One good birding trip (see yesterday’s entry) deserves another. The Core Team just returned from a fantastic trip to the Connecticut Audubon Coastal Center. Considered by many as one of the finest birding sites in the state, the Coastal Center did not disappoint.

The Coastal Center offers barrier beach access, a rich salt marsh, an osprey platform (with bird-cam), a 70-foot observation tower, and a great atmosphere for learning more about shore birds. We loved it, especially because we got there nice and early.

On the beach, we saw a host of Herring Gull, Cattle Egret, American Goldfinch, and Great Blue Heron. New birds we spotted included Great Black-backed Gull and Fish Crow. The bird we were most pleased to see, since we were looking for it, was the Saltmarsh Sharp-tailed Sparrow. Very nice!

The salt marsh was teeming with life. From the observation tower and the scopes inside the center, we were able to spot many different birds. Familiar species include Mute Swan, Double-crested Cormorant, Osprey, Gray Catbird, Black Duck, Egret (Cattle, Snowy, and Great), and Northern Mockingbird. The life birds were Greater Yellowlegs, Least Sandpiper, Short-billed Dowitcher, and two types of Plover (Semipalmated and Black-bellied). We were very pleased to see a Peregrine Falcon eating a hearty brunch.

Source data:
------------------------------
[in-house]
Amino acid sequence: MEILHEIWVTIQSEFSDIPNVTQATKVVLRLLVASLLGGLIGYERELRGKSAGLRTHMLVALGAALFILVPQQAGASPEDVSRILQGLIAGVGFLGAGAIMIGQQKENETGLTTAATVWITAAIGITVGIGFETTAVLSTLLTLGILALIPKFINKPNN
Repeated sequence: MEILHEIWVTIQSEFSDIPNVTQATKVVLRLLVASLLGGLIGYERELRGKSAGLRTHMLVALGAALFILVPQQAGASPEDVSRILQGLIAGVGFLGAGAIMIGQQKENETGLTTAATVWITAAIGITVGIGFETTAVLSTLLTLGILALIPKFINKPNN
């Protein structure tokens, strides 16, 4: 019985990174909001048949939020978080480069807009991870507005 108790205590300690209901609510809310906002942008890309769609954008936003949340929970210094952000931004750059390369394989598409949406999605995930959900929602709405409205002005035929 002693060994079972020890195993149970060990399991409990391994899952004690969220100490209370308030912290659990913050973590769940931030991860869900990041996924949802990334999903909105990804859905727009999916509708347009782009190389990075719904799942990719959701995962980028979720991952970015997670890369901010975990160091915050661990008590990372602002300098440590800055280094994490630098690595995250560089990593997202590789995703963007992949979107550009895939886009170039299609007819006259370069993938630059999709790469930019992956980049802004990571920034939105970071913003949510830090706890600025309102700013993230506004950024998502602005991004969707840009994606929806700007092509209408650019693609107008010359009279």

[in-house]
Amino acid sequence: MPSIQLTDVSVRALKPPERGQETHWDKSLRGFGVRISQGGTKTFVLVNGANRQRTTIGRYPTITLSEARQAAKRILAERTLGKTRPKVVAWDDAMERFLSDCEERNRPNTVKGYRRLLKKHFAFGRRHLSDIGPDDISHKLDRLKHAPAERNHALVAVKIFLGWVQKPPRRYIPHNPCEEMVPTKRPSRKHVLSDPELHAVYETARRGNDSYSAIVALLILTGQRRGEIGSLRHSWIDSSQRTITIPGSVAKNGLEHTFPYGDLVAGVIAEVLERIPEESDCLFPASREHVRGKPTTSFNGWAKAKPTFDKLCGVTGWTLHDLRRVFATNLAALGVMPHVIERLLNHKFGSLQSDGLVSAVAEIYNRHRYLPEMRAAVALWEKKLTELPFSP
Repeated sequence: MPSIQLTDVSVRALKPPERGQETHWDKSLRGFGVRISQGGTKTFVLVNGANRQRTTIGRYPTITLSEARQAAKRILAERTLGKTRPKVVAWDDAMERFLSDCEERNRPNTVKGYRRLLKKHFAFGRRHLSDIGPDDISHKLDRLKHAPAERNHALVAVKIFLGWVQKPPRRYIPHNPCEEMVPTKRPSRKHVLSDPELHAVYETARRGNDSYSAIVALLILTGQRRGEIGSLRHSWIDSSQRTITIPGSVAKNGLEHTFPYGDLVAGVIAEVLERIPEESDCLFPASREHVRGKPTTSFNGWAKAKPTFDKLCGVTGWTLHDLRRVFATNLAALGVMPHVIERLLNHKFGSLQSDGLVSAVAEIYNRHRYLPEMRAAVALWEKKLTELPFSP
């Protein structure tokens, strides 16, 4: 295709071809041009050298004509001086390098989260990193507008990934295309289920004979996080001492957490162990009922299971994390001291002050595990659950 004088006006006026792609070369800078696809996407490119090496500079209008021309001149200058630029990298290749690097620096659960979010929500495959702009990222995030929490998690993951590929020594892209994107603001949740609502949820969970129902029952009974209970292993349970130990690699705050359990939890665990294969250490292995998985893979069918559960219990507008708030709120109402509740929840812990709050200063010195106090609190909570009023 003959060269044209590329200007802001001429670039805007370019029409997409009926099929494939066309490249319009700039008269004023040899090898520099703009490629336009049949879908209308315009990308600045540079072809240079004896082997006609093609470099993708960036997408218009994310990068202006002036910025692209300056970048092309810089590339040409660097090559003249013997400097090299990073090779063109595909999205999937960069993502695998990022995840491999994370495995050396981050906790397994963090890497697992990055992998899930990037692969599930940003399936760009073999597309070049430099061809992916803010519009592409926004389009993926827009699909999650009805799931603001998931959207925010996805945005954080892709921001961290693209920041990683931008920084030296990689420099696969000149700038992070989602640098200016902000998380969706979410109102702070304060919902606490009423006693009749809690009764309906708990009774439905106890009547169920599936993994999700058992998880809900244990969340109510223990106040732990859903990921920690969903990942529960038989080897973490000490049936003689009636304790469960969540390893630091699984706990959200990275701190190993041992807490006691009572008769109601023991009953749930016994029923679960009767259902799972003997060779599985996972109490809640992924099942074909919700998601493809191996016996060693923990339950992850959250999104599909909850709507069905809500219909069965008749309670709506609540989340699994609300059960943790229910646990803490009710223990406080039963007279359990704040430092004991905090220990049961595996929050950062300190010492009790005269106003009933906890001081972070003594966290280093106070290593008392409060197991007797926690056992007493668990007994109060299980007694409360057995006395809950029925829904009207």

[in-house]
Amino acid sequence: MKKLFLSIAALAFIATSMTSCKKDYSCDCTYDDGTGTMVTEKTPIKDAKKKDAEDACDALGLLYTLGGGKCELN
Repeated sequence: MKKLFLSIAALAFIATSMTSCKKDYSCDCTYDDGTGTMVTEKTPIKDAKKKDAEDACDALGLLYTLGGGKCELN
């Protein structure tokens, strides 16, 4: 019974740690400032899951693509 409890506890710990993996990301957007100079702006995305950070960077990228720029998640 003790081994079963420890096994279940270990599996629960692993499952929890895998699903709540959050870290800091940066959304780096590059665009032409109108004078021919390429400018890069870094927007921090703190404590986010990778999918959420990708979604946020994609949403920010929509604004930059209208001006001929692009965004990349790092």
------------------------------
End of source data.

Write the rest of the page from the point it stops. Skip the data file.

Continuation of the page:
We capped the day off by taking the ferry from Bridgeport, CT to Port Jefferson, NY and back again. We saw a multitude of gulls and terns on the Long Island Sound and cooled off on the water.

One reason our trip was so successful, by our standards at least, is that some very knowledgeable birders shared their insight and experience, not to mention their scopes, with us. It’s always a pleasure to meet individuals willing to show courtesy to a couple of novices.

Written by Mike
Mike is a leading authority in the field of standardized test preparation, but he's also a traveler who fully expects to see every bird in the world. Besides founding 10,000 Birds in 2003, Mike has also created a number of other entertaining but now extirpated nature blog resources, particularly the Nature Blog Network and I and the Bird.